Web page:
After the weekend, the hero attempted to ecxhange this defective phone for a new one, and, after a trip to the embassy to replace his passport, went to the phone store. However, as the hero was soon to find out, Russians don't understand customer service.
I arrived at the store, and was shuffled around among many people--each of whom at first didn't understand the problem and secondly, couldn't understand what to do. Finally, after much looking and hmm.... (or in russian gmmmmm..or гмммммм) they told me that I had to go to the service center.
The service center could be dubbed the anti-service center as service was very limited. First, our hero was made to wait in line like at a bread queue in order to speak with that Russian version of a "Customer Service." Many people appeared to have been there for several hours.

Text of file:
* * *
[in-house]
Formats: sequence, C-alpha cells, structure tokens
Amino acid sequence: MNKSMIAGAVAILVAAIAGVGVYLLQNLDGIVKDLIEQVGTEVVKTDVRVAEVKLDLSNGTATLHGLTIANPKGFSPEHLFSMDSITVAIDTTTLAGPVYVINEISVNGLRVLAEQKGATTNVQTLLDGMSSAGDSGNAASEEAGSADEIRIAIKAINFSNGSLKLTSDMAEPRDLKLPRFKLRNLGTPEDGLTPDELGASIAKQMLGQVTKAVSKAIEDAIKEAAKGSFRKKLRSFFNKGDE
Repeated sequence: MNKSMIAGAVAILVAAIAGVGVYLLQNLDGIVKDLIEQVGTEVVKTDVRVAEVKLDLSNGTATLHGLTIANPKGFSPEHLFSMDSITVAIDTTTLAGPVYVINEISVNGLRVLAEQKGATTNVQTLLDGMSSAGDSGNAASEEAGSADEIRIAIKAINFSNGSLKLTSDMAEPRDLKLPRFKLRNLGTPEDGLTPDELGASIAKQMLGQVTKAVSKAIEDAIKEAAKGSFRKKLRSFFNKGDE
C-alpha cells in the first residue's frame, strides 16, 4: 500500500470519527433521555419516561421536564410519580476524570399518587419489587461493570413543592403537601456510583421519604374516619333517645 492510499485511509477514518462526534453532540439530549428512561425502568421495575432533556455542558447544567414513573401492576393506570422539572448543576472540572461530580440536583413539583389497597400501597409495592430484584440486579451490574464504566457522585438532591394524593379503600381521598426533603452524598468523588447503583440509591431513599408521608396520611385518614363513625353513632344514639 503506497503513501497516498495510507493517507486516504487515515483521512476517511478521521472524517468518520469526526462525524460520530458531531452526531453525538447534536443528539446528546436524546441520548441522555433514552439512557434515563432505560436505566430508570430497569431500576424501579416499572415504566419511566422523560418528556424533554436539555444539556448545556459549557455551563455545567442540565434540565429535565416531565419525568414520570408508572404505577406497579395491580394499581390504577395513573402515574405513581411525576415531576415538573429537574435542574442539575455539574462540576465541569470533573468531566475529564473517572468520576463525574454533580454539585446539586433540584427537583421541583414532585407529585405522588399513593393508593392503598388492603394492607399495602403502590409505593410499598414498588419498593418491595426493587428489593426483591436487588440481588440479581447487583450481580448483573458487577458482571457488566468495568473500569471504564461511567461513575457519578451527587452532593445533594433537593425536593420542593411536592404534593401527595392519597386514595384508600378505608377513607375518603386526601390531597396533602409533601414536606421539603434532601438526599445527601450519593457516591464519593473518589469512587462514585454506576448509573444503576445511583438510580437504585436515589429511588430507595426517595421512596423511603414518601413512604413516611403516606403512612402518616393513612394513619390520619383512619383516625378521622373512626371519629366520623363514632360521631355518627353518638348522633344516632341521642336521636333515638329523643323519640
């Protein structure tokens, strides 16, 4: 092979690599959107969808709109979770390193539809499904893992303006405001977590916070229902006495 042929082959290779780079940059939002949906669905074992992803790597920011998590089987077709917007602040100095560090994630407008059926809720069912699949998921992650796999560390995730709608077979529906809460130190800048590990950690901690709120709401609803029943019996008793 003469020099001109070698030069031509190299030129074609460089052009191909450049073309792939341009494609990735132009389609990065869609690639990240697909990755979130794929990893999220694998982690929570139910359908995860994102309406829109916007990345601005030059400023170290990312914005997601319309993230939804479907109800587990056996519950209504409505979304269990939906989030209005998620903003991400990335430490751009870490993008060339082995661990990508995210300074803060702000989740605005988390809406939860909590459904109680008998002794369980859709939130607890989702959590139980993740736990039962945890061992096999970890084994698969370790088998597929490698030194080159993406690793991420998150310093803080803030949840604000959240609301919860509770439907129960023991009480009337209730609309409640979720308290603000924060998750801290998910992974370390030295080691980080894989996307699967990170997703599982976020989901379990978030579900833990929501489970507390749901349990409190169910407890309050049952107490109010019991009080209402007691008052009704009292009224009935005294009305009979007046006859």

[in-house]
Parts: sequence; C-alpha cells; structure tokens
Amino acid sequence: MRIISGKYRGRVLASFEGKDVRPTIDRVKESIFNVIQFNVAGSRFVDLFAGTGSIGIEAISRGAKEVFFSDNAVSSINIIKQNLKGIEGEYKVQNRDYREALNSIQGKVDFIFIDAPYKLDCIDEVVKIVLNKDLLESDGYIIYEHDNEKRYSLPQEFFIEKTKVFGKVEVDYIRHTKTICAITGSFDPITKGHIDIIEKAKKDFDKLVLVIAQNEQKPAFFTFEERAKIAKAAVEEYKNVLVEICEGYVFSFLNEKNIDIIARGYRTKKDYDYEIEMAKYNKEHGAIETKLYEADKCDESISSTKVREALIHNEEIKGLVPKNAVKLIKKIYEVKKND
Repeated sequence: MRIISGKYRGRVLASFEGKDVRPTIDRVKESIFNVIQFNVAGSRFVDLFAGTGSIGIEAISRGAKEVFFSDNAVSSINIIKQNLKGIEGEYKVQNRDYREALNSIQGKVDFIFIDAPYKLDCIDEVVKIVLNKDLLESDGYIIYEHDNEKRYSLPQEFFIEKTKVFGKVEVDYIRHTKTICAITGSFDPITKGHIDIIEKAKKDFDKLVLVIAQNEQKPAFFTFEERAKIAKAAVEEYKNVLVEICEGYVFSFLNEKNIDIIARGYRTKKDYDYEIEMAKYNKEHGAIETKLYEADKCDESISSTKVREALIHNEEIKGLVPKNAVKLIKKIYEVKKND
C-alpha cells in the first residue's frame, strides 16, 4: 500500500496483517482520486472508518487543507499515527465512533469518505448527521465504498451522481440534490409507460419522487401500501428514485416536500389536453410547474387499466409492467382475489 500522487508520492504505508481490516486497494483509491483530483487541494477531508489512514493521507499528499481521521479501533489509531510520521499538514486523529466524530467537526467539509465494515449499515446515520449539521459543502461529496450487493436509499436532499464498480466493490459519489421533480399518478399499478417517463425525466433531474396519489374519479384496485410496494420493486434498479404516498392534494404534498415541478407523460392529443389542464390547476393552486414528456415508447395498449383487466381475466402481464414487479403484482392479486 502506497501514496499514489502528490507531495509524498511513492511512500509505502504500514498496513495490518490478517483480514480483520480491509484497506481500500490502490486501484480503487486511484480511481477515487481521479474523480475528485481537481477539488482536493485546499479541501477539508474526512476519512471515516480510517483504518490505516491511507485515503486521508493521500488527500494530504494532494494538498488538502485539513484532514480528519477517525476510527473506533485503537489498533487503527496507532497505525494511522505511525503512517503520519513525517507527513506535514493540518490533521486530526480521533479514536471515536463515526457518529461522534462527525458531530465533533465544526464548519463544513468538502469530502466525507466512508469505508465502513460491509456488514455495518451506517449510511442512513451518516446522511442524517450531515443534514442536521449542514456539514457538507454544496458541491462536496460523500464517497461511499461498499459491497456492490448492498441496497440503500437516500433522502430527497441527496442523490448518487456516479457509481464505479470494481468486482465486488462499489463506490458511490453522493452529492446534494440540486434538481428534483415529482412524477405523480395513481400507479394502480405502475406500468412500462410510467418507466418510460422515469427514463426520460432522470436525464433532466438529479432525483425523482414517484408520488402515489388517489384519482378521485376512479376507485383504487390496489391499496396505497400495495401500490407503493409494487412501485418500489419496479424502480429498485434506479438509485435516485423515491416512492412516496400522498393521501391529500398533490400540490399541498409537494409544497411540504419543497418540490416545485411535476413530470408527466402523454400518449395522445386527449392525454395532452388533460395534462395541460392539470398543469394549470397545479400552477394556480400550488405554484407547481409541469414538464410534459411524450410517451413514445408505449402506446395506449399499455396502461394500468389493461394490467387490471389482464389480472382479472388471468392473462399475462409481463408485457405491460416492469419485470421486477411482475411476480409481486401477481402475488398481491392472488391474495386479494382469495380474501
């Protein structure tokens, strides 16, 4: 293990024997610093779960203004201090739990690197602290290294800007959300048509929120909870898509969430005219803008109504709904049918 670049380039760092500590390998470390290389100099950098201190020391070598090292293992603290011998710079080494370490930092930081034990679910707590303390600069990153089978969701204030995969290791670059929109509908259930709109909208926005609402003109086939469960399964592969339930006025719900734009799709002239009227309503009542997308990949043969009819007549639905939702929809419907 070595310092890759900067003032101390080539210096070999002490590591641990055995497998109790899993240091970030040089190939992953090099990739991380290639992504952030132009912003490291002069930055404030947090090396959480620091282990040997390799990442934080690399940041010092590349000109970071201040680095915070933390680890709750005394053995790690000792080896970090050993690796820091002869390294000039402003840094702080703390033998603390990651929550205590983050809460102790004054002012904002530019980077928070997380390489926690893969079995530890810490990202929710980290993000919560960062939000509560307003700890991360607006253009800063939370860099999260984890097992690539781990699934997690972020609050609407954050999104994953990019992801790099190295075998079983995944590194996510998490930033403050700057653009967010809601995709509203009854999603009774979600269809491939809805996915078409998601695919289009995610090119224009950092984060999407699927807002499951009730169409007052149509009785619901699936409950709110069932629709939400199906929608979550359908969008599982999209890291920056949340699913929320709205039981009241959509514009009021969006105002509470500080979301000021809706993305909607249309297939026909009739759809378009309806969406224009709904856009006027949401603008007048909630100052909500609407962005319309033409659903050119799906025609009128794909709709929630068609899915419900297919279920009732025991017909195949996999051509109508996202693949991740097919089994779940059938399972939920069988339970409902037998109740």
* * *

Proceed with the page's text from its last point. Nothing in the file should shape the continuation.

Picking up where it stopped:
After some time, I was allowed in to see a "anti-Customer Service Agent." As I walked in the room, sercurity came in to forcefully expel a quite irate daperly dressed businessman. It did not bode well for our hero.
The man helping our hero went through the same routine as the routine at the store--lot's of looking and not very much action. After about twenty minutes a manager was called. Finally after much discussion in broken Russian and more broken English, they agreed not to give our hero a new phone, but to repair it. This, by Russian standards, was very kind of them, as I was the only one to enter the Customer Service room the whole time I was there that appeared to be successful in getting them to do anything.
As a bonus, I also managed to get them to give me a free loaner phone from about 1991 that weighs at least two pounds. Best of all the whole experience only took two and half hours!
Posted by Aaron at March 4, 2004 02:37 PM